Then the emptiness slid back into his gut, and the smile faded. Archie is gone, he lamented, my love, my friend, the first person I wanted to see every morning, and the last every night! Every slim-built officer he saw in Kingston wore Archie's face for a moment before the inevitable realization that he was someone else. And the worst part, he thought, the very worst part, is how, even now, sometimes I am happy. How can I be?

"Under the opening eye-lids of the morn,/ We drove afield, and both together heard/ What time the Gray-fly winds her sultry horn . . ." Even now, Styles was good naturedly cuffing some Spanish lout, and joking so the whole crew laughed. Before, Horatio would have looked at Archie with a little smile and the joke would have been that much brighter for being shared. Now he was captain, and shouldn't laugh, even if he wanted to.

Even through his haze of self-pity, Horatio could see that his sailors were treating him with more deference. He knew he would miss some of the ready camaraderie he enjoyed before, but he was ready to be captain; this kind of loneliness was expected and even hoped for.

Later, sailors worked at bringing stores on board. He knew he could trust Matthews to keep a good eye on things, but he wanted to take the measure of his new lieutenants and midshipmen, and see just how raw a hand the admiralty dealt him with this new crew. Some were vile louts to be sure, but he detected promise even among some of the Spanish sailors. The Jamaican blacks, about whom, after San Domingo, Horatio was leery, seemed to be pulling their weight, causing little difficulty so far. They smiled rarely, but their low voices were a calming thread through the rhythms of bangs and cursing exclamations that accompanied the frigate's provisioning.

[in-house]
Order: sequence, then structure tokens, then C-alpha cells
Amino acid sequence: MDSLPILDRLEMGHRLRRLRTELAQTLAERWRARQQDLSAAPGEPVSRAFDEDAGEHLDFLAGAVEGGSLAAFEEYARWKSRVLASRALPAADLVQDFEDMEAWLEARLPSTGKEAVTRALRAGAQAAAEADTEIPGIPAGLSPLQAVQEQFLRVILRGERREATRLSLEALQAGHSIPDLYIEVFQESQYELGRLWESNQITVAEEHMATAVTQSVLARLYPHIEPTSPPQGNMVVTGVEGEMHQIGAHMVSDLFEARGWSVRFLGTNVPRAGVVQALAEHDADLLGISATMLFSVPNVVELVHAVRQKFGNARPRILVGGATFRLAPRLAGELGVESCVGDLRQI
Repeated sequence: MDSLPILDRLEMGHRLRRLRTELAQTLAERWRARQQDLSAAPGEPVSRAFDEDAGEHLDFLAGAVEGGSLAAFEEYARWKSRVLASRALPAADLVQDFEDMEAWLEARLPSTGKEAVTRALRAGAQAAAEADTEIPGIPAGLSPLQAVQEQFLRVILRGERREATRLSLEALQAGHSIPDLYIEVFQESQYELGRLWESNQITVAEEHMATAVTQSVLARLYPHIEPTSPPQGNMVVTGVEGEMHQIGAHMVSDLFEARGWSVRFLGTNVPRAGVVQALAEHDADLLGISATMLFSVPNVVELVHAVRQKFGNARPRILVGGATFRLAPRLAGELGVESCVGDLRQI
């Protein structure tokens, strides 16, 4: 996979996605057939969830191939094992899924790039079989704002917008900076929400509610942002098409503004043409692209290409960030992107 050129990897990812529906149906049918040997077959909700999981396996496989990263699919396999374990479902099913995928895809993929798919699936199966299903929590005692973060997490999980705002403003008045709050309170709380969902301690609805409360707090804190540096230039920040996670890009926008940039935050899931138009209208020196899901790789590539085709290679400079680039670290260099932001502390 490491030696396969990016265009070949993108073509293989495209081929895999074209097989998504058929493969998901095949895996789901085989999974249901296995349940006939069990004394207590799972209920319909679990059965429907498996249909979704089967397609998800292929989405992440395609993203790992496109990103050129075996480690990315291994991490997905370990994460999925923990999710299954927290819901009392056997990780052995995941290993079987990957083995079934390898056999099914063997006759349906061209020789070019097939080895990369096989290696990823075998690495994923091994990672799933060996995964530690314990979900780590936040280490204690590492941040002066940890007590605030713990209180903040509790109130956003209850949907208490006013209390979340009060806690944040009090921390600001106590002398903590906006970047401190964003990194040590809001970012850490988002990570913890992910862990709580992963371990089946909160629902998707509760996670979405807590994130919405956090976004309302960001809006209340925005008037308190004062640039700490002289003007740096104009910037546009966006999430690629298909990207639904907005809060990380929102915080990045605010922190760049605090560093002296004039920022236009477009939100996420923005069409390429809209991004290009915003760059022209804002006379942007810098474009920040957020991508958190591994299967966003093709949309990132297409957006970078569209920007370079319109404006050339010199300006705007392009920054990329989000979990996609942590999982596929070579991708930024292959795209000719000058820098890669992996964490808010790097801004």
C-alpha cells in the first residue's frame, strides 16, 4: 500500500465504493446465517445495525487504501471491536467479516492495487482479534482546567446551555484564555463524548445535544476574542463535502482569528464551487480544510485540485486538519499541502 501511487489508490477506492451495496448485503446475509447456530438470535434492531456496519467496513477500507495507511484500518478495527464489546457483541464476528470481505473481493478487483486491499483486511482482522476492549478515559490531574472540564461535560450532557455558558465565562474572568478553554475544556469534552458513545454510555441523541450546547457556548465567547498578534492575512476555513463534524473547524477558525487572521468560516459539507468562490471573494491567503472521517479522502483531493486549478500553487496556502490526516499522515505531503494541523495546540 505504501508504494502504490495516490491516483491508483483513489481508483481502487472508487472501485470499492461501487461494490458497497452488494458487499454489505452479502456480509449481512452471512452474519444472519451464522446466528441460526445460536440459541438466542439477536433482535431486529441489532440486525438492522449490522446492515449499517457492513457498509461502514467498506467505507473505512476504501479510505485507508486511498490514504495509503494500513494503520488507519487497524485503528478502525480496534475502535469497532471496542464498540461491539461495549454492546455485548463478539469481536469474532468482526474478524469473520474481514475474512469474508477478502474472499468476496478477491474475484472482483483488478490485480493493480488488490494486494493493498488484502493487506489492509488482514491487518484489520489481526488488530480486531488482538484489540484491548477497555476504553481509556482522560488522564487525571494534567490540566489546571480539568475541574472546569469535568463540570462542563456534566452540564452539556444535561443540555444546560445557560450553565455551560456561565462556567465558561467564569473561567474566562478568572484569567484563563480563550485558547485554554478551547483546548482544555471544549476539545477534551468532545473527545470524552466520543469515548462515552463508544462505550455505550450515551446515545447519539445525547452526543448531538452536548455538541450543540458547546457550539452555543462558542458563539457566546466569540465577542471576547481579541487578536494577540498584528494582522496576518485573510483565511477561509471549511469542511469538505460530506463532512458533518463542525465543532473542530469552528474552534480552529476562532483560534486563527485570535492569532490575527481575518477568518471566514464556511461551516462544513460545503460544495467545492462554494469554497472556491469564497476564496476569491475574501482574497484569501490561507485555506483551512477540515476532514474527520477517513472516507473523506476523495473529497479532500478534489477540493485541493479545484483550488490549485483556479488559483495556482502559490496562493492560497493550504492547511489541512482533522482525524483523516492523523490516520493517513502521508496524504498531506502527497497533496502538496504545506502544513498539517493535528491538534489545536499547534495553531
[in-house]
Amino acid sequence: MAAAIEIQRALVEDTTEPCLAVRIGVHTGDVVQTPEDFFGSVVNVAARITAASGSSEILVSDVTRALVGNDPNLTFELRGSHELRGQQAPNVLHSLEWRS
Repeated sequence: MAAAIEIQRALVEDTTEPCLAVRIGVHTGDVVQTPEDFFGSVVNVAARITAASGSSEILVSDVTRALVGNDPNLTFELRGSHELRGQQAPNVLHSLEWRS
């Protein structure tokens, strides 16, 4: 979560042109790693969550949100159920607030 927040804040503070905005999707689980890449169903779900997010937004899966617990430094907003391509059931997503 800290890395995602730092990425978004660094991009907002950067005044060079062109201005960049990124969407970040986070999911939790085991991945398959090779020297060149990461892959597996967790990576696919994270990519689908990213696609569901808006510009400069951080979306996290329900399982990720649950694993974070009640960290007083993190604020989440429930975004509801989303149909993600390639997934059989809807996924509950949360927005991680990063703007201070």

"They're not a bad lot, Matthews," Horatio said, trying to force his old, jovial tone. It sounded strange to his ears, as if it came from another world, but no one seemed to notice.

"Aye, not bad, Sir," Matthews replied, concentrating on a large bundle the sailors were lowering into the hold.

"Carry on," Horatio added, getting another "Aye." Some of the lieutenants seemed a bit under trained, and another was what Captain Sawyer would call an "Ancient Lieutenant" possibly twice Horatio's age, tired, but competent. His command had little fire, but long practice, and he wore his uniform like an aged footman wears his livery; no longer proud, nor uncomfortable, and likely to be the clothes he dies in. Like the clothes the bullet killed Archie in. My fool heroic ideas, Horatio thought, from which I walk away untouched, and for which he pays and pays.

Horatio stayed up as late as he could that night, going over the orders, poring over maps and charts, plotting their path down to the smallest detail, even as he knew that winds and fate would play a larger role than any possible plan. Finally sleep overtook him at his desk. He felt free and light and his mind drifted to his favorite moments of Archie without pain, for the first time.

"Welcome to Purgatory!" were Archie's first words to him. How he could be cheery even as Simpson was killing him, Horatio would never understand, but Archie's quicksilver moods kept him alive, when Horatio knew he himself would fail. Archie was the reed that would bend but never break. Like a ghost walking through walls of time and space, Horatio saw Archie again, and remembered the feeling of tenderness and relief seeing his friend even in the nadir of despair in the Spanish prison. That moment, Horatio finally exhaled a breath he didn't even know he had been holding since Archie was lost. Horatio remembered his feeling of almost-pleasure when he was placed in that hideous oubliette. At least, he thought then, I will experience something of what you did.